Mark Mobius, executive chairman of Templeton Emerging Markets Group, favors Brazil, China and India, adding that Russia will also benefit from a growth rebound. Brazilian assets will benefit as Latin America’s largest economy bounces back from two years of contractions, while Chinese investment will pick up as its foreign reserves recover from a six-year low in January, according to Steve Hooker, who helps oversee $12 billion of assets as an emerging-market money manager at Newfleet Asset Management.

Fastest Growth

Coined in 2001 by former Goldman Sachs economist Jim O’Neill, “BRICs” became a ubiquitous shorthand for the fastest-growing emerging economies (other investors later capitalized the S and added South Africa to the mix).

In the decade ending Dec. 30, 2012, developing-nation equities had annual returns of 17 percent, twice those of developed nations. That changed in the taper tantrum years amid fears that the Fragile Five, which included Brazil and India, would struggle to meet high external funding needs. Responding to changing sentiment, Goldman Sachs Group Inc. shut its BRIC fund in October 2015 after losing 88 percent of its assets since a 2010 peak.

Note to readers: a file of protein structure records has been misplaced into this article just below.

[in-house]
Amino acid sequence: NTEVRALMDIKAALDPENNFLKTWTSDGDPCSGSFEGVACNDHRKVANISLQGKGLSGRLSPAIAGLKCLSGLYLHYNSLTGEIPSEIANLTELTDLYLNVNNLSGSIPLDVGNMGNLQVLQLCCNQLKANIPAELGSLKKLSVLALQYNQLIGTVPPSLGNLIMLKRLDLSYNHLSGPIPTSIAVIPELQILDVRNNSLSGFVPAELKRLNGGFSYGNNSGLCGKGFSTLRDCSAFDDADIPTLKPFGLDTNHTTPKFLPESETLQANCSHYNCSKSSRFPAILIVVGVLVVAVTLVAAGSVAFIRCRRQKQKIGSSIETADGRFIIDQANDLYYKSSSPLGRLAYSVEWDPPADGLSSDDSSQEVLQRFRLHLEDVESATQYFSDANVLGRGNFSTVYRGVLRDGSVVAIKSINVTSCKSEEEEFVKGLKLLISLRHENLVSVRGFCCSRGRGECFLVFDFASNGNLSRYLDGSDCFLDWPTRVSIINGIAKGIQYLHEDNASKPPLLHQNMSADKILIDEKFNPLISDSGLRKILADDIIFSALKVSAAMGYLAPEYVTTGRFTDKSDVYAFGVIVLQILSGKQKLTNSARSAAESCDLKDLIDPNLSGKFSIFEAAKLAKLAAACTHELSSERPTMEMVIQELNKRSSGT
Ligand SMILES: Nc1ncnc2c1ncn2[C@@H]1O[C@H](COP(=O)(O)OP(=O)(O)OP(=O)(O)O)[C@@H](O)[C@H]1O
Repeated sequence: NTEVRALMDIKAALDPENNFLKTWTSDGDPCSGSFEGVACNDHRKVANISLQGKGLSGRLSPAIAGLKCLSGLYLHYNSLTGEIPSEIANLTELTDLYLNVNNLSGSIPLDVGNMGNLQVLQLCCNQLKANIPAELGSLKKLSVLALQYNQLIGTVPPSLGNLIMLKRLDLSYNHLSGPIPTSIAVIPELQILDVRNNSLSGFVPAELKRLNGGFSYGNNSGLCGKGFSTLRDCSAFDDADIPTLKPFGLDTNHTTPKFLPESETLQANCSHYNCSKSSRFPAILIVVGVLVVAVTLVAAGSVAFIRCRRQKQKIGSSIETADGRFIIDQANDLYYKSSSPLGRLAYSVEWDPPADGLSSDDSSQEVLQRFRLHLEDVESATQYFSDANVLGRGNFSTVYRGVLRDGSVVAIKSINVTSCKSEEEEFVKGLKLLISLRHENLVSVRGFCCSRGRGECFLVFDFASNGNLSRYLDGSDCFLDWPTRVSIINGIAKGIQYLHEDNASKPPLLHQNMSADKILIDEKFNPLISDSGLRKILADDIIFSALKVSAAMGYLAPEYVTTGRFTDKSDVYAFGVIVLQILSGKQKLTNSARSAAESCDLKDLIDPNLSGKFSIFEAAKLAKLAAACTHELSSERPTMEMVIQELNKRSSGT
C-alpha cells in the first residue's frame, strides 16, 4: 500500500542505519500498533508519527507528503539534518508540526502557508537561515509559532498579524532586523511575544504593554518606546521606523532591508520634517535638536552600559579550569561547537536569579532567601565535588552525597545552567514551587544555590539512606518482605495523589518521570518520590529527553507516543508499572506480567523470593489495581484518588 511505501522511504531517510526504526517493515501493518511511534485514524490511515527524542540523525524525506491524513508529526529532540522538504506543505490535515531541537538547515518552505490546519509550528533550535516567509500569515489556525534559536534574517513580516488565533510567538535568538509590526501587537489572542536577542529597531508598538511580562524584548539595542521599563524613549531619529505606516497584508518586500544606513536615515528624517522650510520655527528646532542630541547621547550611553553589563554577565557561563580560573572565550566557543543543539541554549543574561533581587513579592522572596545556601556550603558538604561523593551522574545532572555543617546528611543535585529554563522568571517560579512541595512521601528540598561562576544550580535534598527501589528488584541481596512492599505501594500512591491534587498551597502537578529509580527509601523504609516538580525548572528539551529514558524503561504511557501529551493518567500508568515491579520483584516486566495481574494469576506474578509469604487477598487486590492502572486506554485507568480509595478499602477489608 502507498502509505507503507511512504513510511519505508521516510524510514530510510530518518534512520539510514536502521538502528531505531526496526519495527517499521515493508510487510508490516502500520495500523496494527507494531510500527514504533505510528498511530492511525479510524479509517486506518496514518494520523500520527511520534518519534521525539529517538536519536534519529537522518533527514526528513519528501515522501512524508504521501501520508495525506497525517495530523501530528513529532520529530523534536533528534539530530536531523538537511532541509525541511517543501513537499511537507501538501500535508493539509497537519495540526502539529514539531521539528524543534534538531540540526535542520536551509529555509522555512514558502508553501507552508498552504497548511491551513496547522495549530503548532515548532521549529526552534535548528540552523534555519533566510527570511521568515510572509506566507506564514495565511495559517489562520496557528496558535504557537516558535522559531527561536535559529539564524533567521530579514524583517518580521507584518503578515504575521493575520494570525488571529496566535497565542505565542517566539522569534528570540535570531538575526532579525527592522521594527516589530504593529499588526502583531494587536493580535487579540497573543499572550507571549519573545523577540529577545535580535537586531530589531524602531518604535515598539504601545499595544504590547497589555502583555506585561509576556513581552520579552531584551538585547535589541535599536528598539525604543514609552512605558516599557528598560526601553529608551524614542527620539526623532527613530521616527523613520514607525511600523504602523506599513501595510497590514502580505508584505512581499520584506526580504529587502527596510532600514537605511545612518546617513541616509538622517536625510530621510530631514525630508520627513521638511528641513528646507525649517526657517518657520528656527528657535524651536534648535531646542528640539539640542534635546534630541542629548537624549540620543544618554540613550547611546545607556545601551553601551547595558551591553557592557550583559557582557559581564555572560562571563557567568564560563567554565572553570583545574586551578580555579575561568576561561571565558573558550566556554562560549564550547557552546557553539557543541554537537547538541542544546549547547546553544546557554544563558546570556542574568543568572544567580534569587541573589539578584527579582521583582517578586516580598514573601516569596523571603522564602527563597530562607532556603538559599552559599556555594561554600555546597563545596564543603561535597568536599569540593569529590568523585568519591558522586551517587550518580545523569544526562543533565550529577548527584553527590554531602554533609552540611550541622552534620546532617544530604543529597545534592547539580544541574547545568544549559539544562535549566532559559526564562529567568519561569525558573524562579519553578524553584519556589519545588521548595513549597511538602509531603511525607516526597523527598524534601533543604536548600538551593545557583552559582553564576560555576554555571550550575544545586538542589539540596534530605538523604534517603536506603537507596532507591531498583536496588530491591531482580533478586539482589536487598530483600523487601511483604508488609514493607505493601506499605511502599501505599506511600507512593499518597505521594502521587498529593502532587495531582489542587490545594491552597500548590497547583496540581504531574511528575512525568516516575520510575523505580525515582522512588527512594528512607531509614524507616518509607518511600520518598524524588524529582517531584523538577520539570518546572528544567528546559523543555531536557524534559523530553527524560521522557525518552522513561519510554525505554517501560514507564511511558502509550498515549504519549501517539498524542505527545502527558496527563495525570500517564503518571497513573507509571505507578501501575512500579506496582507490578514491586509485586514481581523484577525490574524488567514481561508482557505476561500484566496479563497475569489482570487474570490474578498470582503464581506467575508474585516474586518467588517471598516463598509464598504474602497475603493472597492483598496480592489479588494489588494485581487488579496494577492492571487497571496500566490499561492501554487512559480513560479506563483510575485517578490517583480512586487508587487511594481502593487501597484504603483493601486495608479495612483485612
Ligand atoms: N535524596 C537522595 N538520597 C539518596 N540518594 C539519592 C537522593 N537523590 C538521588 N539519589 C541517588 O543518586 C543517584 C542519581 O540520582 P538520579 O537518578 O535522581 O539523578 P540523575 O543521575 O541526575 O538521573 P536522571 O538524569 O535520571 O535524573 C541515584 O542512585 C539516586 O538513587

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Indian Summer

As India’s monetary policy committee begins its two-day meeting, the inflation-targeting central bank may be using flawed price measures as the basis for its swing to neutral policy.

All 52 economists in a survey predict the Reserve Bank of India will leave the repurchase rate unchanged at 6.25 percent on Thursday, as price pressures appear to be picking up. Governor Urjit Patel is concerned about core inflation — stripping out volatile food and fuel costs — which he says is worryingly sticky.